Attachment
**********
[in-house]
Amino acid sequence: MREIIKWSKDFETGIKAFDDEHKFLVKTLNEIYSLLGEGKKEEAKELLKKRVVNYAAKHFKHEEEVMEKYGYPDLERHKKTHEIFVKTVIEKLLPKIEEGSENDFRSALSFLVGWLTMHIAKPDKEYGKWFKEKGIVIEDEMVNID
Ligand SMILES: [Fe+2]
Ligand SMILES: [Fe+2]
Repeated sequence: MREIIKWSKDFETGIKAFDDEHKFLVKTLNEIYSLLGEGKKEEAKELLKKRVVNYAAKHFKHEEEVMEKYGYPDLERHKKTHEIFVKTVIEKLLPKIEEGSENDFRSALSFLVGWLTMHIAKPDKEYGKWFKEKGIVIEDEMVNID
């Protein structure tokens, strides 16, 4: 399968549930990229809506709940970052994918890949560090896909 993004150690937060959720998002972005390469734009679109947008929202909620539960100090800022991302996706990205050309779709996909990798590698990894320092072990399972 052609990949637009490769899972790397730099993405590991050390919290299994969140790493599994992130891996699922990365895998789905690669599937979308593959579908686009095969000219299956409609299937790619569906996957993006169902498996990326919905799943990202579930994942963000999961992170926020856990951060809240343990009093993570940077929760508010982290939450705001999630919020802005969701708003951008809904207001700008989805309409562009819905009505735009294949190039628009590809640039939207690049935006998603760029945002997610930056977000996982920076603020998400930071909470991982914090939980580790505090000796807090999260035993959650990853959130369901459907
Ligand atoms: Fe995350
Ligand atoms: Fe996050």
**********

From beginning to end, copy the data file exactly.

[in-house]
Amino acid sequence: MREIIKWSKDFETGIKAFDDEHKFLVKTLNEIYSLLGEGKKEEAKELLKKRVVNYAAKHFKHEEEVMEKYGYPDLERHKKTHEIFVKTVIEKLLPKIEEGSENDFRSALSFLVGWLTMHIAKPDKEYGKWFKEKGIVIEDEMVNID
Ligand SMILES: [Fe+2]
Ligand SMILES: [Fe+2]
Repeated sequence: MREIIKWSKDFETGIKAFDDEHKFLVKTLNEIYSLLGEGKKEEAKELLKKRVVNYAAKHFKHEEEVMEKYGYPDLERHKKTHEIFVKTVIEKLLPKIEEGSENDFRSALSFLVGWLTMHIAKPDKEYGKWFKEKGIVIEDEMVNID
């Protein structure tokens, strides 16, 4: 399968549930990229809506709940970052994918890949560090896909 993004150690937060959720998002972005390469734009679109947008929202909620539960100090800022991302996706990205050309779709996909990798590698990894320092072990399972 052609990949637009490769899972790397730099993405590991050390919290299994969140790493599994992130891996699922990365895998789905690669599937979308593959579908686009095969000219299956409609299937790619569906996957993006169902498996990326919905799943990202579930994942963000999961992170926020856990951060809240343990009093993570940077929760508010982290939450705001999630919020802005969701708003951008809904207001700008989805309409562009819905009505735009294949190039628009590809640039939207690049935006998603760029945002997610930056977000996982920076603020998400930071909470991982914090939980580790505090000796807090999260035993959650990853959130369901459907
Ligand atoms: Fe995350
Ligand atoms: Fe996050």